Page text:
Florida Bill Will Come ‘Between Doctors And Patients’ By Prohibiting Pediatricians From Asking About Guns

Governor Rick Scott (R-FL) has been one of the country’s fiercest critics of health care reform, frequently deriding the Affordable Care Act for supposedly coming “between doctors and patients.”

But now Scott is expected to soon sign a first-of-its-kind bill that does just that by forbidding doctors from asking their patients if they own guns. To prevent accidental injuries, pediatricians routinely ask new parents if they have guns at home and if they are stored safely. But the NRA and its allies in the Florida legislature see something more sinister at work — a radical agenda to curb the rights of gun owners.

“For decades,” the American Academy of Pediatrics has encouraged its members to ask patients about guns and how they’re stored. In an interview with NPR, Dr. Louis St. Petery explains that doctors have a responsibility to ask parents about everything from car seats to bike helmets to help them keep their kids safe:

“If you have a pool, let’s talk about pool safety so we don’t have accidental drownings,” he says. “And if you have firearms, let’s talk about gun safety so that they’re stored properly — you know, the gun needs to be locked up, the ammunition stored separate from the gun, etc., so that children don’t have access to them.”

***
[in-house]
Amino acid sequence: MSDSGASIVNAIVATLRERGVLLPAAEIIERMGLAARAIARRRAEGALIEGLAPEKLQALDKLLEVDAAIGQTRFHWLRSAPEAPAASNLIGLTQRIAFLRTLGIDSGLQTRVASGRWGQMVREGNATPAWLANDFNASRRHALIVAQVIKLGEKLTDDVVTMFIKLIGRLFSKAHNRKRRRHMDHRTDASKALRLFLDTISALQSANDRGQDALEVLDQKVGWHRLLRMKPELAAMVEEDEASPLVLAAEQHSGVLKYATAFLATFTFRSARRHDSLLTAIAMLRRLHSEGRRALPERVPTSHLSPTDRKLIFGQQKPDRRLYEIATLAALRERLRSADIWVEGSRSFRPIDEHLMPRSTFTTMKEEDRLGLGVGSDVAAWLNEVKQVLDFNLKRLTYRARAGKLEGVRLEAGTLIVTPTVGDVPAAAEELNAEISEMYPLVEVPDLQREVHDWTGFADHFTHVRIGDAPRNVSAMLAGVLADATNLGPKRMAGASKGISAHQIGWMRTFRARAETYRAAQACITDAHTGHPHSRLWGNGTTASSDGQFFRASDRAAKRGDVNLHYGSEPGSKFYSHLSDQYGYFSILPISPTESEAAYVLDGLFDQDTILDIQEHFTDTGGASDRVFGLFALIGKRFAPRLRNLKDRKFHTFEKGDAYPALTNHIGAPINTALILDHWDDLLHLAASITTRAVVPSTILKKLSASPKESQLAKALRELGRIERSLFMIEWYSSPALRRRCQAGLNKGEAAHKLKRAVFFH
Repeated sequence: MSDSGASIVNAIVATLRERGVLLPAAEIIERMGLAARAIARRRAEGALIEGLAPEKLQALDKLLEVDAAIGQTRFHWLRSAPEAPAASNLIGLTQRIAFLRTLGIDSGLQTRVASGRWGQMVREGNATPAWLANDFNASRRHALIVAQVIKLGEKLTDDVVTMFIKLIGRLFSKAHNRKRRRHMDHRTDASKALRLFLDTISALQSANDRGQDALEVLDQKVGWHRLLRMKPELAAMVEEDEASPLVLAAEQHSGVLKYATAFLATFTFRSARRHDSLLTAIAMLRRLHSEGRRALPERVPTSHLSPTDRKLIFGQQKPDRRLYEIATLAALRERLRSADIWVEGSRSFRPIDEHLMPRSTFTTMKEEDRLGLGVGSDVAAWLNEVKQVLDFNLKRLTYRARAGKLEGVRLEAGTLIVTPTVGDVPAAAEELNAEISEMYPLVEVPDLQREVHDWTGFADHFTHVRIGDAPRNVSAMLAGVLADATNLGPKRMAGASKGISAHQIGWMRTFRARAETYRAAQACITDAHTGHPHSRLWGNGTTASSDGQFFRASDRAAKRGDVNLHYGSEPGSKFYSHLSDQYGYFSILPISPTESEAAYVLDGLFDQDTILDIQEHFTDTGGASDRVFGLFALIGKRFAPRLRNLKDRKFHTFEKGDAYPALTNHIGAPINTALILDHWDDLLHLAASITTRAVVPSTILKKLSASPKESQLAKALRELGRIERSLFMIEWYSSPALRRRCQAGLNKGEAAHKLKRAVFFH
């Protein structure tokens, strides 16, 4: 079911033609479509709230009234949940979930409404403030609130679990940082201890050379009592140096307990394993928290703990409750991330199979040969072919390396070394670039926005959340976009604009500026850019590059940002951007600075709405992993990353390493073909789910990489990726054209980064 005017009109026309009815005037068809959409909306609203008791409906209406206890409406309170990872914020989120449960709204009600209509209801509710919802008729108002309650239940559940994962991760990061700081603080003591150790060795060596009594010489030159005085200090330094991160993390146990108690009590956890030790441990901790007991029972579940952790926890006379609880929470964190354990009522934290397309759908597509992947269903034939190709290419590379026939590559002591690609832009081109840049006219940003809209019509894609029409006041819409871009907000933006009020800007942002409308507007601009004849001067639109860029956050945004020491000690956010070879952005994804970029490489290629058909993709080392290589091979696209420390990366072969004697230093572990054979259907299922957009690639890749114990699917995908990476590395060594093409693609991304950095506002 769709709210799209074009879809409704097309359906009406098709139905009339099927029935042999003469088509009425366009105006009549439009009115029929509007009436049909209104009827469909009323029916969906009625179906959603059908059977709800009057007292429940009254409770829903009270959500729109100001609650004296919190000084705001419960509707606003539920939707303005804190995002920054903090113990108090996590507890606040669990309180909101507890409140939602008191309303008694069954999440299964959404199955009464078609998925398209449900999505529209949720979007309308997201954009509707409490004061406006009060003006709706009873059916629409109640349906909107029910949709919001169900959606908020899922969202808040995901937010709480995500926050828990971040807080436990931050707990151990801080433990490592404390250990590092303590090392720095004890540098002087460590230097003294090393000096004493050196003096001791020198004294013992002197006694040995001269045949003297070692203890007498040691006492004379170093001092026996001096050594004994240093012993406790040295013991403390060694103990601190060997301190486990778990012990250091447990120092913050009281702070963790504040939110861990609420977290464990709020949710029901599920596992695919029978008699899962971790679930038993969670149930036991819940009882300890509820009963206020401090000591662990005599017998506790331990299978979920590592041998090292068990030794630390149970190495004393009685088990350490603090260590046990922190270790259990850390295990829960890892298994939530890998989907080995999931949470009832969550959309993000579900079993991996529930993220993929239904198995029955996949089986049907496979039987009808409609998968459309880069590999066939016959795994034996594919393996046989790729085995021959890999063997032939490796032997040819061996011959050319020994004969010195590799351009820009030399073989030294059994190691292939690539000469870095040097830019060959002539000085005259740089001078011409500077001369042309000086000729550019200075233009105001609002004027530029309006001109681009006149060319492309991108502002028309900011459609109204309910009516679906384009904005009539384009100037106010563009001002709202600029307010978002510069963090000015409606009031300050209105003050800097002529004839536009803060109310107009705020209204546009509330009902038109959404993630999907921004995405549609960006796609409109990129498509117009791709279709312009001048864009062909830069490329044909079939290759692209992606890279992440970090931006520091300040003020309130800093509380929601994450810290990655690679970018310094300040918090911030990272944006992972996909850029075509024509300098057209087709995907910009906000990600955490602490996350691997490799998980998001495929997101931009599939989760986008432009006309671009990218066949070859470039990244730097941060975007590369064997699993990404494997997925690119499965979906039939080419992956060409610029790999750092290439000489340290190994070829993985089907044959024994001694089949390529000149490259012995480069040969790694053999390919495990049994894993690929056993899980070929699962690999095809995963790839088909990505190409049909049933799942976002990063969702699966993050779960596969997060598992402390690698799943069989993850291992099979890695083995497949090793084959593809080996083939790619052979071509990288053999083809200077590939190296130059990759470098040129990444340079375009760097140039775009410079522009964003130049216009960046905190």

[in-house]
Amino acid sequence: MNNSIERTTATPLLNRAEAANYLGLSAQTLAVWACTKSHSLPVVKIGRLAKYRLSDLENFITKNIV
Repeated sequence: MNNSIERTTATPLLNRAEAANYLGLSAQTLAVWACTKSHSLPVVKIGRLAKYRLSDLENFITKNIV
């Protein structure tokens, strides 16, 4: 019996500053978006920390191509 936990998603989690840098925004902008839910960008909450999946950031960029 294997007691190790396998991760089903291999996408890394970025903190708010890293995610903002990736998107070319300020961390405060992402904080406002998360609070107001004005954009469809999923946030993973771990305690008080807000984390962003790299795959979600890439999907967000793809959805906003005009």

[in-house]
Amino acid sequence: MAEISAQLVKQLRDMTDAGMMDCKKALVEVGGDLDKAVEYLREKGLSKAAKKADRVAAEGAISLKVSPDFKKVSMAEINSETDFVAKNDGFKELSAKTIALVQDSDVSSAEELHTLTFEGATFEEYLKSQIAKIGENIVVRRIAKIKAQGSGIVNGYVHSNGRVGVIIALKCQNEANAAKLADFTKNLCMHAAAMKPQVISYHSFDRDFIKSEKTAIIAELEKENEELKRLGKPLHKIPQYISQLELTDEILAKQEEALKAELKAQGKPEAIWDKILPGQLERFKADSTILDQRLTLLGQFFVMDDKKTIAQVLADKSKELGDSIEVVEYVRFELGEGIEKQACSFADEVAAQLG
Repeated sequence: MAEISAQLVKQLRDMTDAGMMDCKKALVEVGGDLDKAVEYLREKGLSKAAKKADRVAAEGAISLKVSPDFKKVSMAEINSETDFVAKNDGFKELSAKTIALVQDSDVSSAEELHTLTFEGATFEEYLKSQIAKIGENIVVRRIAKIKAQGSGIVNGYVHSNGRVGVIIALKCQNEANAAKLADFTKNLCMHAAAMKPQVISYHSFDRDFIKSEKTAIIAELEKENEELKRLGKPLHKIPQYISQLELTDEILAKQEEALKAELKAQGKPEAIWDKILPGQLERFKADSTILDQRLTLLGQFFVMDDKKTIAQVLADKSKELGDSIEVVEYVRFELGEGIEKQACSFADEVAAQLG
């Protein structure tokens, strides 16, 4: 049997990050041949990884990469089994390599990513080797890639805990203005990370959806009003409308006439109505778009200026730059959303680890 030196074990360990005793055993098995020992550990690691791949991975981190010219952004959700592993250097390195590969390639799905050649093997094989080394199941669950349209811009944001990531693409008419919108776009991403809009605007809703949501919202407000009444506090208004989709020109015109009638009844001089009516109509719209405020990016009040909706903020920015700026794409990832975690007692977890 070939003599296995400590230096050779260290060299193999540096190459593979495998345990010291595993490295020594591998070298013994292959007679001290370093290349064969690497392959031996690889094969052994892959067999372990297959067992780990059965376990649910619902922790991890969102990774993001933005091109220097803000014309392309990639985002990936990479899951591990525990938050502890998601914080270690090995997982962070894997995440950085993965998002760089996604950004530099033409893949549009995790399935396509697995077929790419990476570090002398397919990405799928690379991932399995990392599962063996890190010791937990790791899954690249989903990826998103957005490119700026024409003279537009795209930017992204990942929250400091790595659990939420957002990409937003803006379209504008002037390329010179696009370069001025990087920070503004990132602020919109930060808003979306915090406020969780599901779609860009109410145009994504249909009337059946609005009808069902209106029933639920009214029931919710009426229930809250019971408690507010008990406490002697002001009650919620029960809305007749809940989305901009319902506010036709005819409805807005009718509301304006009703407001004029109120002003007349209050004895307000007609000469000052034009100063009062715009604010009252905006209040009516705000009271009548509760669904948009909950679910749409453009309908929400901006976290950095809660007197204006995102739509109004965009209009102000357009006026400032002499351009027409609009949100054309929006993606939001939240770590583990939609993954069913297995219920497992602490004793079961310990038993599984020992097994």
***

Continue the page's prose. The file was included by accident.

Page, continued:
But Marion Hammer, the National Rifle Association’s lobbyist in Tallahassee, FL, considers such questions an unacceptable encroachment on Second Amendment rights:

“We take our children to pediatricians for medical care — not moral judgment, not privacy intrusions,” she says. […]

“This bill is about helping families who are complaining about being questioned about gun ownership, and the growing anti-gun political agenda being carried out in examination rooms by doctors and staffs,” Hammer says.

Florida’s Senate and House both agreed with the NRA and voted to approve the bill. But several health care professions have voiced concern that restricting what doctors can or cannot say to their patients will jeopardize public safety. Dr. St. Petery spelled out the alarming consequences if Scott signs the bill into law:

“What I think is going to happen is there’ll be more children injured and killed from firearms in the home that are not properly stored.”

Florida has one of the highest rates of gun violence in the nation with 12.5 gun deaths for every 100,000 people. Similar measures are now being considered in other states, including North Carolina and Alabama.